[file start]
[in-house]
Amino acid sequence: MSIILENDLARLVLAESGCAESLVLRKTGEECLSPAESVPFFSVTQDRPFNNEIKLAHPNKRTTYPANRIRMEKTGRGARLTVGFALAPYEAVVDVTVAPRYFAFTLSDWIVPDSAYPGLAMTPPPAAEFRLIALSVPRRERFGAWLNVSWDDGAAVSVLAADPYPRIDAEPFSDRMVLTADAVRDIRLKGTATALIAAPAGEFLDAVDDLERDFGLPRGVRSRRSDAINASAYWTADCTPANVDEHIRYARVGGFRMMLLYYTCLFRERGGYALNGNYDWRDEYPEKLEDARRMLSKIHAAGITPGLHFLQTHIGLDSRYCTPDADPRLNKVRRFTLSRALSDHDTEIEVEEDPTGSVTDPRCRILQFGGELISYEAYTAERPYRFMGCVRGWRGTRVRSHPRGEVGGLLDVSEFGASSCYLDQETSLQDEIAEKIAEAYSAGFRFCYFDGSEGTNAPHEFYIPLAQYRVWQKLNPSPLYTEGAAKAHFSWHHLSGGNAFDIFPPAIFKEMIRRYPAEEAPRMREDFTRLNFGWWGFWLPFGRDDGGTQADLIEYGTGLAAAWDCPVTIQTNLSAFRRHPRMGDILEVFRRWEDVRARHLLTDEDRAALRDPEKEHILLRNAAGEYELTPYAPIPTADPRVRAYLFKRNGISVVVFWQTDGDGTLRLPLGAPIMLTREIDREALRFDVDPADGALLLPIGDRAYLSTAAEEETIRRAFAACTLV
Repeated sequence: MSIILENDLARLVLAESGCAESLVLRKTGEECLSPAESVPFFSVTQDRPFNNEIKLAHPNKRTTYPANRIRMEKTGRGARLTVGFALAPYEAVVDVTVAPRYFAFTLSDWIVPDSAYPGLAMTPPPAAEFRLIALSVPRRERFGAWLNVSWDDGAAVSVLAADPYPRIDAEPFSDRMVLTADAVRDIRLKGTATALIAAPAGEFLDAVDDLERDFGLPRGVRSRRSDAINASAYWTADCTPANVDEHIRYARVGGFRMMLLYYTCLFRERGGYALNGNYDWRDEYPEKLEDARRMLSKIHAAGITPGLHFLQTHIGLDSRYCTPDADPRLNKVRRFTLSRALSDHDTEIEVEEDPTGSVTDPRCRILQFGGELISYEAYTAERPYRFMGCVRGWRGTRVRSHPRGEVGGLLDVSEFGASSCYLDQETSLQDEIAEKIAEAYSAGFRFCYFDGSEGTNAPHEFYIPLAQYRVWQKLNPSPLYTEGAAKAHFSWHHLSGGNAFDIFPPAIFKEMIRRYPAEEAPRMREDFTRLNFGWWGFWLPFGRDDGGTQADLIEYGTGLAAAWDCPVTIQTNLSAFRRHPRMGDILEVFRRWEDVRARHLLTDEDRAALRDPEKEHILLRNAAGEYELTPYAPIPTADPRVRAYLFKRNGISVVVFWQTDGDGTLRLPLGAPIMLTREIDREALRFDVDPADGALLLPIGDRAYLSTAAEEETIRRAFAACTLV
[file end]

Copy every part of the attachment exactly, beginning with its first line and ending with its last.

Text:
[in-house]
Amino acid sequence: MSIILENDLARLVLAESGCAESLVLRKTGEECLSPAESVPFFSVTQDRPFNNEIKLAHPNKRTTYPANRIRMEKTGRGARLTVGFALAPYEAVVDVTVAPRYFAFTLSDWIVPDSAYPGLAMTPPPAAEFRLIALSVPRRERFGAWLNVSWDDGAAVSVLAADPYPRIDAEPFSDRMVLTADAVRDIRLKGTATALIAAPAGEFLDAVDDLERDFGLPRGVRSRRSDAINASAYWTADCTPANVDEHIRYARVGGFRMMLLYYTCLFRERGGYALNGNYDWRDEYPEKLEDARRMLSKIHAAGITPGLHFLQTHIGLDSRYCTPDADPRLNKVRRFTLSRALSDHDTEIEVEEDPTGSVTDPRCRILQFGGELISYEAYTAERPYRFMGCVRGWRGTRVRSHPRGEVGGLLDVSEFGASSCYLDQETSLQDEIAEKIAEAYSAGFRFCYFDGSEGTNAPHEFYIPLAQYRVWQKLNPSPLYTEGAAKAHFSWHHLSGGNAFDIFPPAIFKEMIRRYPAEEAPRMREDFTRLNFGWWGFWLPFGRDDGGTQADLIEYGTGLAAAWDCPVTIQTNLSAFRRHPRMGDILEVFRRWEDVRARHLLTDEDRAALRDPEKEHILLRNAAGEYELTPYAPIPTADPRVRAYLFKRNGISVVVFWQTDGDGTLRLPLGAPIMLTREIDREALRFDVDPADGALLLPIGDRAYLSTAAEEETIRRAFAACTLV
Repeated sequence: MSIILENDLARLVLAESGCAESLVLRKTGEECLSPAESVPFFSVTQDRPFNNEIKLAHPNKRTTYPANRIRMEKTGRGARLTVGFALAPYEAVVDVTVAPRYFAFTLSDWIVPDSAYPGLAMTPPPAAEFRLIALSVPRRERFGAWLNVSWDDGAAVSVLAADPYPRIDAEPFSDRMVLTADAVRDIRLKGTATALIAAPAGEFLDAVDDLERDFGLPRGVRSRRSDAINASAYWTADCTPANVDEHIRYARVGGFRMMLLYYTCLFRERGGYALNGNYDWRDEYPEKLEDARRMLSKIHAAGITPGLHFLQTHIGLDSRYCTPDADPRLNKVRRFTLSRALSDHDTEIEVEEDPTGSVTDPRCRILQFGGELISYEAYTAERPYRFMGCVRGWRGTRVRSHPRGEVGGLLDVSEFGASSCYLDQETSLQDEIAEKIAEAYSAGFRFCYFDGSEGTNAPHEFYIPLAQYRVWQKLNPSPLYTEGAAKAHFSWHHLSGGNAFDIFPPAIFKEMIRRYPAEEAPRMREDFTRLNFGWWGFWLPFGRDDGGTQADLIEYGTGLAAAWDCPVTIQTNLSAFRRHPRMGDILEVFRRWEDVRARHLLTDEDRAALRDPEKEHILLRNAAGEYELTPYAPIPTADPRVRAYLFKRNGISVVVFWQTDGDGTLRLPLGAPIMLTREIDREALRFDVDPADGALLLPIGDRAYLSTAAEEETIRRAFAACTLV